For reference, I live in a 1920s vintage 2x4 framed 2400' (+1500' of insulated full basement) sub code 1.5 story bungalow with and wouldn't need more than a 4 tonner to cover the heat load at my 99% design temp of +5F with margin- many 3 tonners could even handle it. At SD style 99% & 1% outside design temps (low-mid 40s, mid-80s F) the gas furnace makes no sense. A right-sized modulating heat pump would provide more comfort, and wouldn't be appreciably more expensive to heat with even at SD's insane residential retail rates. The seasonal average heating COP of a decent ducted mini-split would be north of 4 if right-sized for the load.

    The installed cost of rooftop solar is reasonably low in your area (averaging an unsubsidiesed $2.77/watt for 10kw systems in March 2022, per Energy Sage), with a levelized cost of electricity less than half the current retail price, and the seasonal output in your area is also quite good- high enough that less-than-super-performance homes with simple roof lines and reasonable shading factors can hit net-zero. Even one of Tesla Solar's cookie-cutter residential solar systems(+ battery) might even get you there. At $0.35+/kwh retail, by 2030 it will become cost effective to pull the meter oversize the PV array and cut the cord as battery costs (particularly no-nickel no-cobalt LFP chemistry batteries, and maybe CATL's Na-ion in the near future) continue to fall.

    1. jplee3 | | #25

      So far with the numbers I've put in (rough room dimensions, window sq footage and assuming 2x4 weatherized with vinyl windows), the cooling load is right at around 40k btu - already we're not far off from what our contractor came up with on his Manual J using this tool so it seems to me that things are checking out... unless one of my inputs is grossly off. I'm using Tustin/Irvine Rch as the climate and not SD btw - Winter 34F/Summer 89F is more in line with the climate here in Laguna Hills based on my research.

      How much is it to installed a ducted mini-split system, on average btw?

      As far as solar, I am trying to get something going. The other challenge is that we have a Spanish clay tile roof so extremely delicate and anyone who walks on it let alone touches it ends up breaking it most of the time. I found a roofing company who also does solar and has been doing both for a long time, and their quote is pretty competitive considering they would avoid the inlay and install the panels on top of tiles (there's a lot of debate between inlay vs tile hook/floating panel installs too btw, which is another thing I've had to navigate). Anyway, all of it is dependent on us figuring out the panel situation.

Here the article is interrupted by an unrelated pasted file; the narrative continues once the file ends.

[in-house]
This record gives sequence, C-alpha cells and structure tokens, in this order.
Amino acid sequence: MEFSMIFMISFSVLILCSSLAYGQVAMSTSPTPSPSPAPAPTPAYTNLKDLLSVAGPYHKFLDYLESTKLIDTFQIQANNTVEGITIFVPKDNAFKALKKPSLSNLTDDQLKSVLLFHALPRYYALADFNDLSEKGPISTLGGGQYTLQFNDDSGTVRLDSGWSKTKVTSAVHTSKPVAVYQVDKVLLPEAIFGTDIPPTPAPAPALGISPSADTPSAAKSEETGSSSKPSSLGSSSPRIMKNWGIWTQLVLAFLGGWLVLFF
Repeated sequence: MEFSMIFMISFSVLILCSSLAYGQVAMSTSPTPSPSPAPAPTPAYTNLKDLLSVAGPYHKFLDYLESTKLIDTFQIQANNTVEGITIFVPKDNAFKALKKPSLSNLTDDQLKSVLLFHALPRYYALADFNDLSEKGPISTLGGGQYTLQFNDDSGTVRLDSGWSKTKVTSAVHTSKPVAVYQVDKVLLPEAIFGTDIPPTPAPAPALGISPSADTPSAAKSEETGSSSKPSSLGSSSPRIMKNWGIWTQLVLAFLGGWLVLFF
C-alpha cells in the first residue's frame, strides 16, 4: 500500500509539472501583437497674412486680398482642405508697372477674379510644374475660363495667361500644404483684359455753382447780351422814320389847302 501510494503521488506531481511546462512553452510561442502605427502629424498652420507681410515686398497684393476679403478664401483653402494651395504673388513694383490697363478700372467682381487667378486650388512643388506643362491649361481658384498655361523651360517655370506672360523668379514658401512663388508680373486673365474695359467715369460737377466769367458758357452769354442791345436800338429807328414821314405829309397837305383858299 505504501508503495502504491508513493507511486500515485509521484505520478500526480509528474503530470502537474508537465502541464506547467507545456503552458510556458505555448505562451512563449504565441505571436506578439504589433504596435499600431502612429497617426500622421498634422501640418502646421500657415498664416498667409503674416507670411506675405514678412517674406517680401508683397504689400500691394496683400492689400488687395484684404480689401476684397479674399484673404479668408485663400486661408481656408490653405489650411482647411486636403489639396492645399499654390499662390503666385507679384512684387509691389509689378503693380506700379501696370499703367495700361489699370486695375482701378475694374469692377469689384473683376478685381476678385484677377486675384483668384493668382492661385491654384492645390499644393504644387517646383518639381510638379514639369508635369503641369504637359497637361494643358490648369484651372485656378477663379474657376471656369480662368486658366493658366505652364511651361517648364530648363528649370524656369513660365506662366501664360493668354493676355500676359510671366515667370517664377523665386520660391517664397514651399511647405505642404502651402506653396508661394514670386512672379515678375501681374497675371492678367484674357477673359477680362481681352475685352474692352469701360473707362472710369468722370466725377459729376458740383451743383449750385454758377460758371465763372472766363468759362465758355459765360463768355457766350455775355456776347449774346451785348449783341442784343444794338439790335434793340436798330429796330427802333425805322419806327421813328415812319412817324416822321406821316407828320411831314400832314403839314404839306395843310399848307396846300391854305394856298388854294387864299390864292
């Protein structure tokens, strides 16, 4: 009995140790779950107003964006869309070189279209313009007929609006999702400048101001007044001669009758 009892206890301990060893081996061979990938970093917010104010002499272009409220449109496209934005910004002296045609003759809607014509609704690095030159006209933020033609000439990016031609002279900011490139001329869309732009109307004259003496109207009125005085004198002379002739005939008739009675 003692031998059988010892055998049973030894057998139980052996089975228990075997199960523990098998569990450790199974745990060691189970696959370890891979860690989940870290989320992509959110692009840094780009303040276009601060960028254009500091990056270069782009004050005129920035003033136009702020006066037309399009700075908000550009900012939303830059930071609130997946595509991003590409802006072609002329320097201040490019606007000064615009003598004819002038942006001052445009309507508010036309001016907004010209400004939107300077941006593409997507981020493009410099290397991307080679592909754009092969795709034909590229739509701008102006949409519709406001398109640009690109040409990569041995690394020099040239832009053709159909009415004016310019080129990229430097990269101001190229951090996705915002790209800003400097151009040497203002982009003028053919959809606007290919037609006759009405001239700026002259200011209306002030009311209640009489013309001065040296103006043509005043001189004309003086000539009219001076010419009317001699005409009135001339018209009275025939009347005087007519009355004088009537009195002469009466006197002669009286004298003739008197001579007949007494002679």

1. Expert Member
        Dana Dorsett | | #26

        Per ACCA's data sets Irvine's 99% outside design temp is 40F (but it's located at 34 degrees north latitude). Tustin MCAF's 99% outside design temp is 41F. These temps are in the heating efficiency sweet-spot for modern heat pumps.

        A 40K (3.3 tons) of cooling load @ ~90F for a 2680' house seems on the high side but not crazy high, at about a ton per 1250'. Are the windows & window orientation the primary drivers? For sun-exposed windows a low SHGC low E coating (or exterior shades/awnings) can make a real difference.

        The cost of ducted mini-split installations varies with the complexity of the duct design. If it's reasonable to re-commission existing ducts it can be pretty cheap. Most "mid-static" ducted cassettes can handle up to 0.8" w.c. static pressures, and if the existing system was oversized the static pressures will be lower at the lower cfm of a right-sized system. A reasonable design target for a new duct system would be 0.3-0.5" w.c..

        Something like the 3-ton mid-static Fujitsu AOU/ARU36RGLX could be about right:!/product/25352

        That thing could come close to covering MY home's +5F heating load, and would be loping along at about 1/3 speed at your likely design load at a COP of about 4. It delivers nearly 40K of cooling @ +95F (which is above your 1% design temp), so ~40K @ ~90F is pretty much assured.

        There are others.

        With a ceramic roof the peak cooling loads are often a bit lower than most load calculators indicate, due to the thermally massive roof delaying peak ceiling temps. It takes a more sophisticated model than Manual-J and more data on the materials to hit that accurately. With solar panels shading part of the roof it gets even more complex, but the cooling load will usually go down a bit with the addition of solar.

Log in or create an account to post an answer.


Recent Questions and Replies

  • |
  • |
  • |
  • |